Monday, 18 January 2010
Now entrenched up in the West highlands for the winter months its time to reflect back on some awesome days out south of the border. Over the last few years I’ve always been up in Scotland when Wales has been in condition and had to satisfy myself with reading Baggys blog about people climbing the Devils Appendix and other mega classics. This year things worked out perfectly. I guess living and working in the area certainly helps. Taking the first opportunity Stu Macaleese and I headed up to Clogwyn Ddu to take a look at Cracking up. This is a route Nick Bullock climbed a few years back and is given E1 5b with 2 points of aid in the guide. Nick took 2 days and several falls before the successful attempt resulted after large fall near the top of the route. This left the onsight up for grabs! Having never set eyes on the route before and having only seen one picture of Nick low down on the route the walk up into Cwm Cneifion was a very nervous one. To add a little more pressure Ray Wood was also along to take some pictures of the occasion. The conditions on the crag might have been awesome but the weather was proving less so. Having Stu along as a qualified mountain guide with his ml skills soon saw us stood at the bottom of the crack. Trying to get a look at what lay ahead proved pretty difficult in the swirling mist offering only fleeting glimpses.
A quick scramble to the base of the route saw us both craning our heads back at the steepness of what lay ahead.
The route is a true mixed affair, the first 15ft climbs a small ice pillar stepping off this then sees you pulling through the first part of the crack using your axe shafts to yard off. Way off to the right a small grassy ledge can be seen. All ideas of some sanctuary here are soon dismissed when the wall above it proves too steep to fully stand in a rest position. All sorts of random gear is arranged here before launching upwards again. This is where the dream of an onsight ended in some air time. Totally misreading a hook ended it all.
Lowering to the ground saw a quick discussion about what to do next. With the arms feeling battered and wanting to do the route in the best style possible we decided to return the next day.
Waking up the following morning to better weather, hopes were high the only problem was would the guns would perform? The short walk back into the cwm a bristling white crag greeted us and perfect blue skies. Ray, back with us again was getting very excited with the prospect of getting some awesome photos, I was a little less so, knowing full well what lay ahead.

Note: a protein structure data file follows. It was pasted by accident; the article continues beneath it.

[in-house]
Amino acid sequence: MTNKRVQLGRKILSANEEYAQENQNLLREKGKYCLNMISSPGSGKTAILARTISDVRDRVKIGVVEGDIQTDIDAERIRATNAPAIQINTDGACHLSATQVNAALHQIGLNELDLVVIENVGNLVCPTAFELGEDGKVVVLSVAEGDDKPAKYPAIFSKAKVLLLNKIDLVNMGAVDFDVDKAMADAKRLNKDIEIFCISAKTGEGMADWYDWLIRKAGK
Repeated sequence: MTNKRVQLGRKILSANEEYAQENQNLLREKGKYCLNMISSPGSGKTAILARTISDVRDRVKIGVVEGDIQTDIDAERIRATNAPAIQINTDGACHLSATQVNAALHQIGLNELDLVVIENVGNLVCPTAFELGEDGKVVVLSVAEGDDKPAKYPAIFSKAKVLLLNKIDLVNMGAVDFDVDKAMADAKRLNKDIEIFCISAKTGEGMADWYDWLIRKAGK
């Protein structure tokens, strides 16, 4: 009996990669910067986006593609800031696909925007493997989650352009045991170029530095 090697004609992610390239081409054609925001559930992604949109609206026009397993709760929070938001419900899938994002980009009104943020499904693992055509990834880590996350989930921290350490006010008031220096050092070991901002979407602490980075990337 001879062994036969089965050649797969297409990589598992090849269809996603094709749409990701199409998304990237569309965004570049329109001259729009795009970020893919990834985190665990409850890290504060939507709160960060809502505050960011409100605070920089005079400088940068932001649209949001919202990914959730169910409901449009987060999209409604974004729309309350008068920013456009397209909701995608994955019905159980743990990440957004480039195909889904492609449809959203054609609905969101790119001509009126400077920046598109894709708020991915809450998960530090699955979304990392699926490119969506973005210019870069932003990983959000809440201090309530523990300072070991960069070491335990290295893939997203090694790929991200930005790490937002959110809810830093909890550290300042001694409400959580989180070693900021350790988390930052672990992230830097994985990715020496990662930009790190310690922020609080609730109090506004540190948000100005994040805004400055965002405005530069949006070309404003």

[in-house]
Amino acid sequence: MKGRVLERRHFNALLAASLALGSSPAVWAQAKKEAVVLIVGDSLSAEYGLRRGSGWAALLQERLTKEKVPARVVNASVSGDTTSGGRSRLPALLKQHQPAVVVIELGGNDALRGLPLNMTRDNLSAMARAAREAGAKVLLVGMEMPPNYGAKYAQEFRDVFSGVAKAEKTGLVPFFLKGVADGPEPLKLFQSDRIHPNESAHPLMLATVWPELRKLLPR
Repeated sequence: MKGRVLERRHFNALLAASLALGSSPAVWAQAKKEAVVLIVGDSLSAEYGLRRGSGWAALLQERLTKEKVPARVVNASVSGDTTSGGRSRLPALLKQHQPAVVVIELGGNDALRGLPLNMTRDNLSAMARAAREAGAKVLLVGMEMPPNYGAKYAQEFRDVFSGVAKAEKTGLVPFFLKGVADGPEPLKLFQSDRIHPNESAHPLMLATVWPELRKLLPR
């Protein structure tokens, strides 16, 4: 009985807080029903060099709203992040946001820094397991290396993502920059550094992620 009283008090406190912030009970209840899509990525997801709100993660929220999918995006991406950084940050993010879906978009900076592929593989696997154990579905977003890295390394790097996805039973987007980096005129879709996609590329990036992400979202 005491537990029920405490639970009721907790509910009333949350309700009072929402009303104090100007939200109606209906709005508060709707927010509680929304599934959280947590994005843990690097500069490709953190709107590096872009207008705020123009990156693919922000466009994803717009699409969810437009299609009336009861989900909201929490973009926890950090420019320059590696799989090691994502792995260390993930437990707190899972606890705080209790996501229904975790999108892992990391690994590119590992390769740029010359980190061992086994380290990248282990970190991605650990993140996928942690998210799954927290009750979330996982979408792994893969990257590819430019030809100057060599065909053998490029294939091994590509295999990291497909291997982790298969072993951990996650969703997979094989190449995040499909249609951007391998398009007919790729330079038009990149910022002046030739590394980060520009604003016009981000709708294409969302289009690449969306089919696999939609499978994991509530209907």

Arriving at the base of the crag the gearing up was done in silence. Having blown the first attempt, the pressure to get it 2nd go was growing unbearable. I was more scared of blowing the attempt than of the danger of falling off.
With the clear skies my high point was clearly visible, a single cam just below an obvious niche.
Setting off I climbed to the top off the ice pillar, clipped the runners then climbed back to the ground; that was the warm up. A quick change of gloves for a dry pair, engage the guns and climb quickly through the lower section to the semi rest. That was the plan I made in my head and surprisingly the lower section went to plan. Clipping the random runners on the ledge, a quick psyche up and launch up the next section of crack. I quickly reached my high spot and nervously pulled on the same hold, luckily this time it held and a quick succession of poor torques saw me pull into the niche.
Another poor rest and some good gear set me up for the final section of crack. Leaning out behind my head I pulled out onto the headwall frantically searching for any usable footholds. Slamming a cam blindly into the crack my axe found itself on a small flat hold, fully committed, a quick hand swap saw me pulling onto easier ground. For the first time I managed to look round, a quick shout down to Stu to see that he hadn’t frozen to death then a glance across to see ray snapping away to his hearts content. Almost in the bag, I don’t think I’ve ever climbed grade 5 ground so slowly, not wanting to blow it all now after so much effort. A quick belay to bring Stu up, and we were both starring up at the last short pitch and the beckoning sun drenched summit plateau. Stu quickly rattled this pitch off and we were shaking hands on a awesome climb and job well done. An amazing couple of days.